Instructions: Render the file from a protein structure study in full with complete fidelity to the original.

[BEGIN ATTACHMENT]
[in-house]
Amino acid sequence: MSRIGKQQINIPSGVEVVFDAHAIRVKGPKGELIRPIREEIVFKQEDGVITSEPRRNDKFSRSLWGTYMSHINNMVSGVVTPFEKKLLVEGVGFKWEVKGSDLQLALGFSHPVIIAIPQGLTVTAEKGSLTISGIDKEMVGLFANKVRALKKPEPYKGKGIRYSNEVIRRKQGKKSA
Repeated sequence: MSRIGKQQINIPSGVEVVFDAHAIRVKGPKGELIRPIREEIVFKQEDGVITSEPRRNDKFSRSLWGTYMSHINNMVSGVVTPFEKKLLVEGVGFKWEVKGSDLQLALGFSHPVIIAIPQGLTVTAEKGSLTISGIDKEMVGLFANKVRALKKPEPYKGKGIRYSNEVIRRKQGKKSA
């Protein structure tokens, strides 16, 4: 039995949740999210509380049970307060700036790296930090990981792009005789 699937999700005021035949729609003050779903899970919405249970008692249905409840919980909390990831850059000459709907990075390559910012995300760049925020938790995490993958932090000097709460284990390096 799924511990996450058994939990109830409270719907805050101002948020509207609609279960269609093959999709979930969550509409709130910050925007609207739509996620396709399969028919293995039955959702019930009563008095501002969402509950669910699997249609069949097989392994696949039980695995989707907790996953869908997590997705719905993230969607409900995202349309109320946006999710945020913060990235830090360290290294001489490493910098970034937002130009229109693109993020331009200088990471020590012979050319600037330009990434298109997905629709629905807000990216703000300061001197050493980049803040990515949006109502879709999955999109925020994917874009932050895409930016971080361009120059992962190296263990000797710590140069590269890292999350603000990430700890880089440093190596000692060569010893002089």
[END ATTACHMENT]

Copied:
[in-house]
Amino acid sequence: MSRIGKQQINIPSGVEVVFDAHAIRVKGPKGELIRPIREEIVFKQEDGVITSEPRRNDKFSRSLWGTYMSHINNMVSGVVTPFEKKLLVEGVGFKWEVKGSDLQLALGFSHPVIIAIPQGLTVTAEKGSLTISGIDKEMVGLFANKVRALKKPEPYKGKGIRYSNEVIRRKQGKKSA
Repeated sequence: MSRIGKQQINIPSGVEVVFDAHAIRVKGPKGELIRPIREEIVFKQEDGVITSEPRRNDKFSRSLWGTYMSHINNMVSGVVTPFEKKLLVEGVGFKWEVKGSDLQLALGFSHPVIIAIPQGLTVTAEKGSLTISGIDKEMVGLFANKVRALKKPEPYKGKGIRYSNEVIRRKQGKKSA
């Protein structure tokens, strides 16, 4: 039995949740999210509380049970307060700036790296930090990981792009005789 699937999700005021035949729609003050779903899970919405249970008692249905409840919980909390990831850059000459709907990075390559910012995300760049925020938790995490993958932090000097709460284990390096 799924511990996450058994939990109830409270719907805050101002948020509207609609279960269609093959999709979930969550509409709130910050925007609207739509996620396709399969028919293995039955959702019930009563008095501002969402509950669910699997249609069949097989392994696949039980695995989707907790996953869908997590997705719905993230969607409900995202349309109320946006999710945020913060990235830090360290290294001489490493910098970034937002130009229109693109993020331009200088990471020590012979050319600037330009990434298109997905629709629905807000990216703000300061001197050493980049803040990515949006109502879709999955999109925020994917874009932050895409930016971080361009120059992962190296263990000797710590140069590269890292999350603000990430700890880089440093190596000692060569010893002089």